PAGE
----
In 1909 the citizens of Westerville, Ohio, a village twelve miles north of Columbus tendered a site facing State Street and valued at about $10,000 to be used by the Anti-Saloon League of America for the erection of a printing plant. Their offer was accepted. In the spring of 1909 the construction was started. The building was dedicated in October of that same year. (photo of building) On June 13, 1909, The American Issue Publishing Company was incorporated. It was the holding company of the Anti-Saloon League of America. All of its printing capacity was used for the furtherance of the ideals of the Anti-Saloon League. (cover of catalogue)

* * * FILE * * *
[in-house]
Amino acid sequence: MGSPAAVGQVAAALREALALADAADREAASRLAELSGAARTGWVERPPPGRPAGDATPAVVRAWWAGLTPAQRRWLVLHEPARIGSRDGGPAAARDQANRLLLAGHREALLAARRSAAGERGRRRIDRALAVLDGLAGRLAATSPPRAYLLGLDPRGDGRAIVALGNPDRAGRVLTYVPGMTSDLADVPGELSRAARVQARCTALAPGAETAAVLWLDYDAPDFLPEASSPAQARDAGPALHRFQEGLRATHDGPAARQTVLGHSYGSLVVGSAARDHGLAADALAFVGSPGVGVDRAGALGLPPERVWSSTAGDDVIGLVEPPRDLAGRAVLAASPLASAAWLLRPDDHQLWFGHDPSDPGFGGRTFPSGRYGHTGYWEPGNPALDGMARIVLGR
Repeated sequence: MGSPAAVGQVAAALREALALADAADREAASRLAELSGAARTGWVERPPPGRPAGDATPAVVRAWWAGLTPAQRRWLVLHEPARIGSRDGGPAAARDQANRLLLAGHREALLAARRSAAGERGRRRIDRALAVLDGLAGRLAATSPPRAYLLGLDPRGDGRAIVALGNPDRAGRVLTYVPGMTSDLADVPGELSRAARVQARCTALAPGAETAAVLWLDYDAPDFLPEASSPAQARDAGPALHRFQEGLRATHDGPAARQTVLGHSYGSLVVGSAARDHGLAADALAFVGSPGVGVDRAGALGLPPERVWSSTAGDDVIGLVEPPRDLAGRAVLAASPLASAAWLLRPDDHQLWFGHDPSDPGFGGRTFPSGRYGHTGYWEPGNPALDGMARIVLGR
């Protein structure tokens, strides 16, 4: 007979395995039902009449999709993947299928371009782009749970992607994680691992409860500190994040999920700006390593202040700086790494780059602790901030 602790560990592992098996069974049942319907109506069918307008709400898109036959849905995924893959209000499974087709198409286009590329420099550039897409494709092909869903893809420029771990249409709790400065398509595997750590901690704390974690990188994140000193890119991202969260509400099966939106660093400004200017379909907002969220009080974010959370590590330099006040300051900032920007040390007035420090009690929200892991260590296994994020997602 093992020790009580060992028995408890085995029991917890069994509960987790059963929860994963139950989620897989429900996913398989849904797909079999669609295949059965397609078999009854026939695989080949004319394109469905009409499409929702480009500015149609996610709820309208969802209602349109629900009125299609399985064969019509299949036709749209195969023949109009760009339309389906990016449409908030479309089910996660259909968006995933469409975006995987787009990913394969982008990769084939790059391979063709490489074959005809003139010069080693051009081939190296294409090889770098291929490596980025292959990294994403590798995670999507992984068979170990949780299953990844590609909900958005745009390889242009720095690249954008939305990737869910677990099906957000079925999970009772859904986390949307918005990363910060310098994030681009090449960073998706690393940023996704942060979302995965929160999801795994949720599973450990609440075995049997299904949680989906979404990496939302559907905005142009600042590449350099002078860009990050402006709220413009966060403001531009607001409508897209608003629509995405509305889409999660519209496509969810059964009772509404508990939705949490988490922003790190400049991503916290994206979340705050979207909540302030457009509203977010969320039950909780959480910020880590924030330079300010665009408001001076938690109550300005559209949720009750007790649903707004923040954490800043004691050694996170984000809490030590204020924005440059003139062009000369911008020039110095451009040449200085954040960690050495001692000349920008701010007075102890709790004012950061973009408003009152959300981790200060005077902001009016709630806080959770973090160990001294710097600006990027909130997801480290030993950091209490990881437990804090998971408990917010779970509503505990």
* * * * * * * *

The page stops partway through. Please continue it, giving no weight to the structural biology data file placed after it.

Westerville became the smallest town in America to have a first class post office. The trains stopped daily and picked up carloads of the anti-alcohol printed material. The printing plant operated 24 hours a day and employed 200 people. To give some idea of the level of printing and readership, the total American Issue circulation for July 1920 (5 issues) was 1,746,184 copies. That month approximately 950 lbs. of ink were used and 50 tons of paper. A report written by Ernest Cherrington and titled, Twenty Eventful Years, details circulation figures.